Yesterday I headed up to the northeastern corner of Maricopa County to explore Mount Ord and Sunflower. As usual, these two locations in this amazing area always hold a great day of birding. By the end of the day, I was happy with the results.
I started the day off at Mount Ord at 7:15 A.M., where I spent close to seven hours birding the mountain in the higher elevations. This included Forest Road 1688, the area near the summit, and some of the forest on the eastern side of the mountain in Gila County. The entire time was filled with birds, and there was rarely a dull moment. Raptor highlights included a GOLDEN EAGLE perched in the distance along it's favorite ridge, and a ZONE-TAILED HAWK also cruised by. A NORTHERN PYGMY-OWL called on one of the slopes, but this time I just decided to listen to it rather than give it a steep chase. I also had a WHITE-THROATED SWIFT while walking up to the summit, a species I believe I've never had on Mount Ord. BROAD-TAILED HUMMINGBIRDS have returned to the mountain, as I counted at least 5 birds. A male RUFOUS HUMMINGBIRD also put in an appearance. Woodpeckers were best represented by 5 ACORN and 8 HAIRY WOODPECKERS. 2 HUTTON'S VIREOS were singing near the start of Road 1688 during the time that I spent there. Near the summit of Ord, VIOLET-GREEN SWALLOWS are in abundance and moving into their nesting holes. BRIDLED TITMOUSE was also plentiful, as well as a few JUNIPER TITMOUSE. All three NUTHATCHES: Red-breasted, Pygmy, and White-breasted were once again present on the mountain a gave me a good nuthatch show. These three species all gave me awesome and close up views throughout the day. BEWICK'S WRENS and BLACK-TAILED GNATCATCHERS are of course in abundance right now on the mountain, as well as SPOTTED TOWHEES. Near the summit of Ord were a few WESTERN BLUEBIRDS, in which a small number of these cool birds breed here annually. Warblers were probably the main highlight from the adventure at Mount Ord. Returning warblers to the mountain came in high numbers of BLACK-THROATED GRAY WARBLERS, at least five GRACE'S WARBLERS, and four VIRGINIA'S WARBLERS. The latter two were year firsts for me, and Mount Ord is always an excellent place to see them. There were also at least four OLIVE WARBLERS on the mountain, including good views of two females near the summit. They were giving a series of quiet callnotes I have never heard an Olive Warbler give before while they were foraging. PAINTED REDSTARTS were also showy and pleasing, which is one of my favorite warblers. Sparrow highlights included BLACK-CHINNED and RUFOUS-CROWNED SPARROWS in the chaparral habitats, and a few singing CHIPPING SPARROWS near the summit. I left Mount Ord with almost 40 species recorded.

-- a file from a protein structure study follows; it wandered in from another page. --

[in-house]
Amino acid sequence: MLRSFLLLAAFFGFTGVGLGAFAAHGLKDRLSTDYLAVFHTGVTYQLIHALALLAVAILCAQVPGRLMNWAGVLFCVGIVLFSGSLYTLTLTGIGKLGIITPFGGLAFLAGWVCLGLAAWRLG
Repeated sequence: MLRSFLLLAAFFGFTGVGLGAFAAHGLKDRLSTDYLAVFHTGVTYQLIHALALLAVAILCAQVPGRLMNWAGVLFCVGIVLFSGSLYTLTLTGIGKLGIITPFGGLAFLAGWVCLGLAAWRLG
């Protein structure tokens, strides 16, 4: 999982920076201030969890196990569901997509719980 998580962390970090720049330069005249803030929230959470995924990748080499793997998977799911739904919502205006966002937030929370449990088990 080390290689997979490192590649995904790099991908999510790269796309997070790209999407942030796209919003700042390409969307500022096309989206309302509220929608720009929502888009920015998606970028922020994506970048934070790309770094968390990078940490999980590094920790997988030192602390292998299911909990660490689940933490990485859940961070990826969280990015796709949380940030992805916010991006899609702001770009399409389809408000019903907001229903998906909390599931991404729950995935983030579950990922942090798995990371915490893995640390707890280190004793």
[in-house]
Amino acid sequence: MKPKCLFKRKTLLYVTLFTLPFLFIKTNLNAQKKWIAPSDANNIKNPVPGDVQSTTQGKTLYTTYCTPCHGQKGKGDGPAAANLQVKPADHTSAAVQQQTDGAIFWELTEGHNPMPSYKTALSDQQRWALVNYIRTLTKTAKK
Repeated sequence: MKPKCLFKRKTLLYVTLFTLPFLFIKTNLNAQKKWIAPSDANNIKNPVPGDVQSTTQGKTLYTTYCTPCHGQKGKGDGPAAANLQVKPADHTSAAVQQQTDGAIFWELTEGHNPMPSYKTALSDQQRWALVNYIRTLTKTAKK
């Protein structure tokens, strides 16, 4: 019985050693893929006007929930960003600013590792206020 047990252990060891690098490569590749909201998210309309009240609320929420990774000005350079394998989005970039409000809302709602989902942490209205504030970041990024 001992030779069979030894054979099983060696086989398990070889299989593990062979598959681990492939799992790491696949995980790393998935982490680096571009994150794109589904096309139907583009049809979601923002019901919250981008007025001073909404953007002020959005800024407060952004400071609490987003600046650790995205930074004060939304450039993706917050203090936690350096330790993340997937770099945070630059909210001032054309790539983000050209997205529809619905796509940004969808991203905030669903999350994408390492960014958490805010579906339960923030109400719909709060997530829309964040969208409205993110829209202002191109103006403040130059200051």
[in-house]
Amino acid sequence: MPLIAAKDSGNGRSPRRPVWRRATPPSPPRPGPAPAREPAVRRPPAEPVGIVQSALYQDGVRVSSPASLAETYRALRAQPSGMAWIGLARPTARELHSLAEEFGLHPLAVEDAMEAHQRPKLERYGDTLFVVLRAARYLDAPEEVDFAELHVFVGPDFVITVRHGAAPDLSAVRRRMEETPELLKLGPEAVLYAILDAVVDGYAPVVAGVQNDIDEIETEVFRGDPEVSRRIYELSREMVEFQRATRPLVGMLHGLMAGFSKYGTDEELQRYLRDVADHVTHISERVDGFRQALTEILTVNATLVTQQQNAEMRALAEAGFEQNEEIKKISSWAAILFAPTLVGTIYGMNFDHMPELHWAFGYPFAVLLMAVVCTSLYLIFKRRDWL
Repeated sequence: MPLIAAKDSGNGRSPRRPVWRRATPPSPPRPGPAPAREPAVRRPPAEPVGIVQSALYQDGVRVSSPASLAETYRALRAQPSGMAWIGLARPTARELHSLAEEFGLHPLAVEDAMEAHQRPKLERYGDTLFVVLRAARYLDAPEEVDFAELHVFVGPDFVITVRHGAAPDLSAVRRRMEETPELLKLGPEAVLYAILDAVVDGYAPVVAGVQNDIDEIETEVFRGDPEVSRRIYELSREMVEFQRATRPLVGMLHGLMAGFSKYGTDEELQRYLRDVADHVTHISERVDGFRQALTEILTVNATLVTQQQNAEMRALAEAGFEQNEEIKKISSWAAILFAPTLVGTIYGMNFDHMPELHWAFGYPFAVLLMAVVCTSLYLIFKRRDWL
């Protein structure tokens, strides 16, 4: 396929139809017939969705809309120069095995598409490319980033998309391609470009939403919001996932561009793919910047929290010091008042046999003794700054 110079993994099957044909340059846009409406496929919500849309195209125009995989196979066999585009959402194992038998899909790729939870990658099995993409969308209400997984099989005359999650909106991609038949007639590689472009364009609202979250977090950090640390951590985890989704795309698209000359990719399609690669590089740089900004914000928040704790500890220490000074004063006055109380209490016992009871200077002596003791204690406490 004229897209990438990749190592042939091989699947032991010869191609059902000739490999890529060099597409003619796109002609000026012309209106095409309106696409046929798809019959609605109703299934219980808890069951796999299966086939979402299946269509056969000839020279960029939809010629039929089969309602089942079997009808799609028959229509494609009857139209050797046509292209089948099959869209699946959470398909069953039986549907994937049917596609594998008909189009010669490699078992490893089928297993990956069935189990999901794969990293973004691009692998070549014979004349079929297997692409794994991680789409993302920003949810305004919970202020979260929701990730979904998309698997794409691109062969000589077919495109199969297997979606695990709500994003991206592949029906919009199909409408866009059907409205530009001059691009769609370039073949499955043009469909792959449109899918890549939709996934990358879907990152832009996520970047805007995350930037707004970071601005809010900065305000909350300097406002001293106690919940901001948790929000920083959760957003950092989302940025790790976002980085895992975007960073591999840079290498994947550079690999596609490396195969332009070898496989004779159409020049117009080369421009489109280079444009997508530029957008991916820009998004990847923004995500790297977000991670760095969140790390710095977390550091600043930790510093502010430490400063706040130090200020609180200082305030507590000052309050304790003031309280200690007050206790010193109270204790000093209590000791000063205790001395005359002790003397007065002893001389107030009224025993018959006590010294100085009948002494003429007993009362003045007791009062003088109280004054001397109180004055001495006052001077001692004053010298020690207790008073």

Olive Warbler (female)
Black-throated Gray Warbler
And how about a three Nuthatch day in Maricopa County!
Here is the White-breasted Nuthatch, the most common
Here are two Pygmy Nuthatches, which are pretty rare and scarce in Maricopa County
And here is my favorite of the trio, the Red-breasted Nuthatch, who sounds like a small trumpet..
Mount Ord is my favorite birding location. I take it all in every visit.
I still miss it even when I get down to Sunflower.
Luckily I wasn't under this Cooper's when he decided to poop.
Sunflower is a nice looking place too.